Androgyny (Psychology), Anxiety, Computers -- Psychological aspects, Sex role
A group of 125 female college students were given Spielberger's State Anxiety Inventory and Bem's Sex Role Inventory. Those females with minimal typing skills and minimal computer experience interacted with a computer ten minutes and then given a second State Anxiety Inventory. Pretest and posttest data were obtained from forty-eight subjects selected on the basis of Bem's Sex Role Inventory to test the hypotheses: females that score high on the Androgynous scale of the Bem Sex Role Inventory (BSRI) will experience relatively low levels of anxiety while interacting with computer, females that score high on the Feminine and Undifferentiated scales of BSRI will experience relatively high levels of anxiety while interacting with a computer, and females that score high Masculine on the BSRI will experience relatively intermediate levels of anxiety. Androgynous females will produce high performance scores on the computer typing task while Feminine or Undifferentiated subjects will have the lowest performance scores. No significant differences among the four groups were found F(3,44)=2.14, p > .05 for anxiety change. No significant differences were found for performance scores among the four groups F(3,44)=.773, p > .05. Implications for alternative predictors of anxiety are discussed.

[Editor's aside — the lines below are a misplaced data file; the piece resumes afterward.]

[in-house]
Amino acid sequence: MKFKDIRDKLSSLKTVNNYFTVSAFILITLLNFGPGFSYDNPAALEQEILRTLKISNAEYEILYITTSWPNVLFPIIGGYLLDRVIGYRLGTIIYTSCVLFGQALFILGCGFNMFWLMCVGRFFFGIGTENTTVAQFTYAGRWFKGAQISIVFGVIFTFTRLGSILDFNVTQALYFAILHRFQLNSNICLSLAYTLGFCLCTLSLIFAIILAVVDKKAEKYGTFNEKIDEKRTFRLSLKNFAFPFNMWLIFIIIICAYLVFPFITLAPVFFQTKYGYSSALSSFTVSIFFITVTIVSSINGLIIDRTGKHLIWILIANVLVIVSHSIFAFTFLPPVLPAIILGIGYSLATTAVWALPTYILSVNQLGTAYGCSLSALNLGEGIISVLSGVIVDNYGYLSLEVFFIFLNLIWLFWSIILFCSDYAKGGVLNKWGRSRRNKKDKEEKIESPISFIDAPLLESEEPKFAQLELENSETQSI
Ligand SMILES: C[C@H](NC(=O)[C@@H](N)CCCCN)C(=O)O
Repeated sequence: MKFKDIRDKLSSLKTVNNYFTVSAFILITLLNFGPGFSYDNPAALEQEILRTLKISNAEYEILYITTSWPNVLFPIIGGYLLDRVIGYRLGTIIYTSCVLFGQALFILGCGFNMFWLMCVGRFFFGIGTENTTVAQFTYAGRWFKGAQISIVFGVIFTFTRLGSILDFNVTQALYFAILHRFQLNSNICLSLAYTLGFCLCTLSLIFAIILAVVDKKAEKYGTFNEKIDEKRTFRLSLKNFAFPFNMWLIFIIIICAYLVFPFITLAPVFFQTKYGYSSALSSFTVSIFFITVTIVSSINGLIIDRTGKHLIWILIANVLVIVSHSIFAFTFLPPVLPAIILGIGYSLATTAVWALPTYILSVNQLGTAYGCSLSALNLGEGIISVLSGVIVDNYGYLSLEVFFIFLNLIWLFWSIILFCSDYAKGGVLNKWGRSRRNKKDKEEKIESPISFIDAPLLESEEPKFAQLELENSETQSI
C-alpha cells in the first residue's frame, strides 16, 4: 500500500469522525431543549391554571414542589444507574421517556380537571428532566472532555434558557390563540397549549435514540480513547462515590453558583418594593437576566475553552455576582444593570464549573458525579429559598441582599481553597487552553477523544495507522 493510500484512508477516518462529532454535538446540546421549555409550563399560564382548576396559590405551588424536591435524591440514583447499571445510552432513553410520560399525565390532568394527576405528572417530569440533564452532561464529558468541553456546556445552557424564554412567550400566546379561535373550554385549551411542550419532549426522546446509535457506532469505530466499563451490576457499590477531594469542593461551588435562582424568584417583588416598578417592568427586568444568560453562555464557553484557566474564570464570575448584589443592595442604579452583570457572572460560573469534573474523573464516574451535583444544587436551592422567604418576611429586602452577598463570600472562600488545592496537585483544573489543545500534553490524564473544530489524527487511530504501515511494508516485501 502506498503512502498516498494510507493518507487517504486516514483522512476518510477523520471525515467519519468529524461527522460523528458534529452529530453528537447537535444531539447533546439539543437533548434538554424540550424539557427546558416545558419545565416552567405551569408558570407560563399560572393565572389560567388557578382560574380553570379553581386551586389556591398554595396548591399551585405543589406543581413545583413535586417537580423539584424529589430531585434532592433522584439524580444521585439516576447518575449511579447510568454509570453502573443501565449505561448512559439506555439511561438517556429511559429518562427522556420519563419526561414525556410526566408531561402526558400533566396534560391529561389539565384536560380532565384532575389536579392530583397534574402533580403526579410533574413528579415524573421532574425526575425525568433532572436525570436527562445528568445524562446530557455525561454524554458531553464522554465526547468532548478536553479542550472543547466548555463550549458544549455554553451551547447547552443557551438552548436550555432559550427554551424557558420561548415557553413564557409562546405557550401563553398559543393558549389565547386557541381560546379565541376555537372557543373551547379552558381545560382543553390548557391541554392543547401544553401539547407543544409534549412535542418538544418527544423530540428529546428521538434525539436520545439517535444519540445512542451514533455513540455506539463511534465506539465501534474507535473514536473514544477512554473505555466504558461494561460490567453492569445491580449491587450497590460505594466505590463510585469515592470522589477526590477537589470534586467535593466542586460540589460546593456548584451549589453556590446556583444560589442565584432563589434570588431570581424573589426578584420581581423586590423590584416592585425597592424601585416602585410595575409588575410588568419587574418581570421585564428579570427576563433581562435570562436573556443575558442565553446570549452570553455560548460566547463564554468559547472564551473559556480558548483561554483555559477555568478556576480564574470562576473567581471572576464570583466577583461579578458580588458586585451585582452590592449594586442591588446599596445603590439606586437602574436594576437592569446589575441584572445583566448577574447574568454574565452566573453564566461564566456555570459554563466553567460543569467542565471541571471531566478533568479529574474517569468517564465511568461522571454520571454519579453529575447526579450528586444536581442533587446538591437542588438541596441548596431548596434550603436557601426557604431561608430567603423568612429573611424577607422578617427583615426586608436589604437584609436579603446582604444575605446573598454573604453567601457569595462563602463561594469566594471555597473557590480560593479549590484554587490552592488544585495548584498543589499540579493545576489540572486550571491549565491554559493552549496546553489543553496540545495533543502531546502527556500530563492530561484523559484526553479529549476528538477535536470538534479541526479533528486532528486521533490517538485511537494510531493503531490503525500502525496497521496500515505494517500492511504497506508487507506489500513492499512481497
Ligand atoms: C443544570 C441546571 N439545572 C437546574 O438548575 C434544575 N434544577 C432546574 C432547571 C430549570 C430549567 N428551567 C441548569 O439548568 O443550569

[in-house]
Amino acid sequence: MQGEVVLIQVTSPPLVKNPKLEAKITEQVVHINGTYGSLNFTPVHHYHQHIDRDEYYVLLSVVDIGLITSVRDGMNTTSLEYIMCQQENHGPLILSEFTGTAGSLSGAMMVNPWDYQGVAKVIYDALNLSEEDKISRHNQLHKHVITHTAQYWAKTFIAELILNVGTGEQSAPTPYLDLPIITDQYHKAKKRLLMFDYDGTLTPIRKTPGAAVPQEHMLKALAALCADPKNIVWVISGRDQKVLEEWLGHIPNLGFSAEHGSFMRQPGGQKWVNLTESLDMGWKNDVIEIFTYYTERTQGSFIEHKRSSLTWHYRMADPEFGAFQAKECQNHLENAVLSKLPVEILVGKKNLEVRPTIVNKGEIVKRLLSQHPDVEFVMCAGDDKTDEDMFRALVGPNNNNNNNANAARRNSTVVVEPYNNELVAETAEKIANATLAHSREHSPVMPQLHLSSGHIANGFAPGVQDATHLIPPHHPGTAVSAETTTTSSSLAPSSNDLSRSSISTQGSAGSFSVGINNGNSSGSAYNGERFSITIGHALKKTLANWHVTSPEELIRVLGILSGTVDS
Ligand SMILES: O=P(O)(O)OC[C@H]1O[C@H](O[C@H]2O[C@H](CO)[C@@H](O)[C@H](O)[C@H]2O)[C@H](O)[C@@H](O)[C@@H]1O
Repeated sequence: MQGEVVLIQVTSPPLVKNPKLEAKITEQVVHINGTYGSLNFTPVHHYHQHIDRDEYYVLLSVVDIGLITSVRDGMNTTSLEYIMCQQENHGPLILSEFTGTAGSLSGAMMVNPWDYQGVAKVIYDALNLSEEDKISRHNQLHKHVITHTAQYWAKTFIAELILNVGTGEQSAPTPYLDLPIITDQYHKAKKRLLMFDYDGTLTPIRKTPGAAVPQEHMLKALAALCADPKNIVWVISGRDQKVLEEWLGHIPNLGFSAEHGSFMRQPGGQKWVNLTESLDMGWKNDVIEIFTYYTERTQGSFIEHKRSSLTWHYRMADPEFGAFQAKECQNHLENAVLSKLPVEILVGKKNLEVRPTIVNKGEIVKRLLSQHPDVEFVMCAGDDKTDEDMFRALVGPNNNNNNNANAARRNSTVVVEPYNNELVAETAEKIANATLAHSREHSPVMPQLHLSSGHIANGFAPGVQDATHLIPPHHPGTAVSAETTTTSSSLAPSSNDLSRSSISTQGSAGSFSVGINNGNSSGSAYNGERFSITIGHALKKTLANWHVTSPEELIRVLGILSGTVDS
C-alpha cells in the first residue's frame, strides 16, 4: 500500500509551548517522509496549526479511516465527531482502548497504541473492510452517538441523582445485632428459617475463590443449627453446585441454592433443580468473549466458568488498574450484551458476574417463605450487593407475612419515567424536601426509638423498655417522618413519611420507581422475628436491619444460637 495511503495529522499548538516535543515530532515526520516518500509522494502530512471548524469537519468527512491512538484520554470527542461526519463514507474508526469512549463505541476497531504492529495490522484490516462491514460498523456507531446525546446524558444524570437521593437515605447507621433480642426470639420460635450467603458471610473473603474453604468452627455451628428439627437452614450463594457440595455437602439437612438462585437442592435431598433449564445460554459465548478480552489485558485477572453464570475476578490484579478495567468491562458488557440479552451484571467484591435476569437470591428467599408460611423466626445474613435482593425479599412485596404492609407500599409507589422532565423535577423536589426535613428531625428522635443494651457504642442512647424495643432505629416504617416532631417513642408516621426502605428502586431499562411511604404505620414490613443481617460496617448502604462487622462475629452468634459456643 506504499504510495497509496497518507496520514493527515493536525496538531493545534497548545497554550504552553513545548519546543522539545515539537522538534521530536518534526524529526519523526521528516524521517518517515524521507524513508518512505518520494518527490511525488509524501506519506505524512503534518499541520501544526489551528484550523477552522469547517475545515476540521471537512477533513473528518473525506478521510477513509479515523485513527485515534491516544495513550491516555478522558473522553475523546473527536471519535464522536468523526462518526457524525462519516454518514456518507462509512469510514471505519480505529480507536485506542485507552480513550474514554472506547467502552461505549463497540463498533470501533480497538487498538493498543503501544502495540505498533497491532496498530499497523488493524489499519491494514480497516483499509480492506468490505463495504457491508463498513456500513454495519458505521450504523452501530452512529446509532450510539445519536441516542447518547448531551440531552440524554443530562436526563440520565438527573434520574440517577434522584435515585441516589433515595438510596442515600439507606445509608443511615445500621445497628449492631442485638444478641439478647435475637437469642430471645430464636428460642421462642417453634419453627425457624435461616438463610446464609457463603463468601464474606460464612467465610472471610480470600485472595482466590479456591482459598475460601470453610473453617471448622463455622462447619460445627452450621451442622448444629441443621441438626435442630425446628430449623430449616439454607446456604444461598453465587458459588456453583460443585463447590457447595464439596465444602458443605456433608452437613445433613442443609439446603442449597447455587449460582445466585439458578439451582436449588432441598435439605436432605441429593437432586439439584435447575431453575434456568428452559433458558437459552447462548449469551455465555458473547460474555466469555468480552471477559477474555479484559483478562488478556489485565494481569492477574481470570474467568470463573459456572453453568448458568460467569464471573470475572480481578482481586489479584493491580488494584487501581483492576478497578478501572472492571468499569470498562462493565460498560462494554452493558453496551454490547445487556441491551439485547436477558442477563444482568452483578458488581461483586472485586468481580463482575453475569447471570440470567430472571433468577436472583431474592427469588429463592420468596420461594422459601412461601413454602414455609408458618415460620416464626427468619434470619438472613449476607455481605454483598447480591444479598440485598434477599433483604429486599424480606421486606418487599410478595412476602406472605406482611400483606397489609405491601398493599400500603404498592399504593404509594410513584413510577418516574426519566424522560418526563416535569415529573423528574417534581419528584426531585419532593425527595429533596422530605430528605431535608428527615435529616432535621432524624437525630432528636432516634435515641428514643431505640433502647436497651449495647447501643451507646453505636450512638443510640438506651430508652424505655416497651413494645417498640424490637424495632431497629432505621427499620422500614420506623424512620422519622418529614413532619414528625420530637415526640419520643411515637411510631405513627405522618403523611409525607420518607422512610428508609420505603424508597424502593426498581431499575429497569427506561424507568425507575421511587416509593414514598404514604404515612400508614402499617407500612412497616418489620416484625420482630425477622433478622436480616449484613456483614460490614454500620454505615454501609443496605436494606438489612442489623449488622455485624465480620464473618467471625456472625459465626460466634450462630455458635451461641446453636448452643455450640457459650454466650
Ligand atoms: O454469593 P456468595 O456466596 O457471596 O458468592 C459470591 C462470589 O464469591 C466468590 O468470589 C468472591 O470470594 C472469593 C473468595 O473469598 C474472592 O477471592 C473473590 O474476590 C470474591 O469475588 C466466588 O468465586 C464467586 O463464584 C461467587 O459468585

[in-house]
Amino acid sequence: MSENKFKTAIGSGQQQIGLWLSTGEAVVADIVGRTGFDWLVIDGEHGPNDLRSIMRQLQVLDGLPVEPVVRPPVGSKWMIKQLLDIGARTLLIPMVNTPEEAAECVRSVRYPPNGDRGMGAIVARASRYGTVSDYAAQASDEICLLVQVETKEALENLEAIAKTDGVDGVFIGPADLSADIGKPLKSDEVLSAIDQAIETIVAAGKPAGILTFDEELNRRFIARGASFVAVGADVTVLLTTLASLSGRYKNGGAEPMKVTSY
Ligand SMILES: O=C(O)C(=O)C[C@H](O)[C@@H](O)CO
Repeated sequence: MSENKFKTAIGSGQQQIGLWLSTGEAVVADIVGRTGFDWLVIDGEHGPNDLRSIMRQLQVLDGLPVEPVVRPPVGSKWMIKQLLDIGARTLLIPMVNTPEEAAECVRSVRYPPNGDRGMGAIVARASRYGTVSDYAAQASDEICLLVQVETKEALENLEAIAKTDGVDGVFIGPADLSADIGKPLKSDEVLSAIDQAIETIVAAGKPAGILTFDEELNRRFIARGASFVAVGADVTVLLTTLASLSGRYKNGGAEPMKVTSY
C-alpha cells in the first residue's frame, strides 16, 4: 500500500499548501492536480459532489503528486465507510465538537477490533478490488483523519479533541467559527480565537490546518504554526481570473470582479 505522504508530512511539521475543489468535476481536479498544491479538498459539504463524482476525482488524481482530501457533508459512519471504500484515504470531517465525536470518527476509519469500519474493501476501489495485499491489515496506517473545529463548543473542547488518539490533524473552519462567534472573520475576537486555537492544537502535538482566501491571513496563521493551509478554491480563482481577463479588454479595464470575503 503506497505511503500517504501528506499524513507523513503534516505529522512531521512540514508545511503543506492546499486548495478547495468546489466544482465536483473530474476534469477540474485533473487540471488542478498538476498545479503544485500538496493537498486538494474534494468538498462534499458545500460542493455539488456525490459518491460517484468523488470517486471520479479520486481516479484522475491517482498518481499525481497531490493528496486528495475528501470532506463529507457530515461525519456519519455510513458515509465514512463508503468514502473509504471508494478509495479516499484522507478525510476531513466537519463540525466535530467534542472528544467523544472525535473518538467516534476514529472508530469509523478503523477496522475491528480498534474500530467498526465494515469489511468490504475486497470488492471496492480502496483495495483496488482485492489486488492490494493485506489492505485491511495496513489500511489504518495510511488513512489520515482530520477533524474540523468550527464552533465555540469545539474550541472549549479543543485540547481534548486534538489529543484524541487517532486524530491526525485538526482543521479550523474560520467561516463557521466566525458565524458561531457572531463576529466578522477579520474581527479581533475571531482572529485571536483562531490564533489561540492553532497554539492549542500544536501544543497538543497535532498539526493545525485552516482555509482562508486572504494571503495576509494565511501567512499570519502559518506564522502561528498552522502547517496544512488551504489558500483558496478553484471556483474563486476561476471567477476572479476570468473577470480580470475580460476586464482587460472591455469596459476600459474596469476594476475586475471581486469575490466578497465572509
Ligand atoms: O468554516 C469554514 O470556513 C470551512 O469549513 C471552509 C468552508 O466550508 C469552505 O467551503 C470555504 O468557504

If this is your thesis or dissertation, and want to learn how to access it or for more information about readership statistics, contact us at STARS@ucf.edu
McGuire, John M.
Master of Science (M.S.)
College of Arts and Sciences
Length of Campus-only Access
Masters Thesis (Open Access)
Donlin-Senne, Mary, "Anxiety, Sex-Role Orientation, and Computer Interaction" (1984). Retrospective Theses and Dissertations. 4670.
Contributor (Linked data)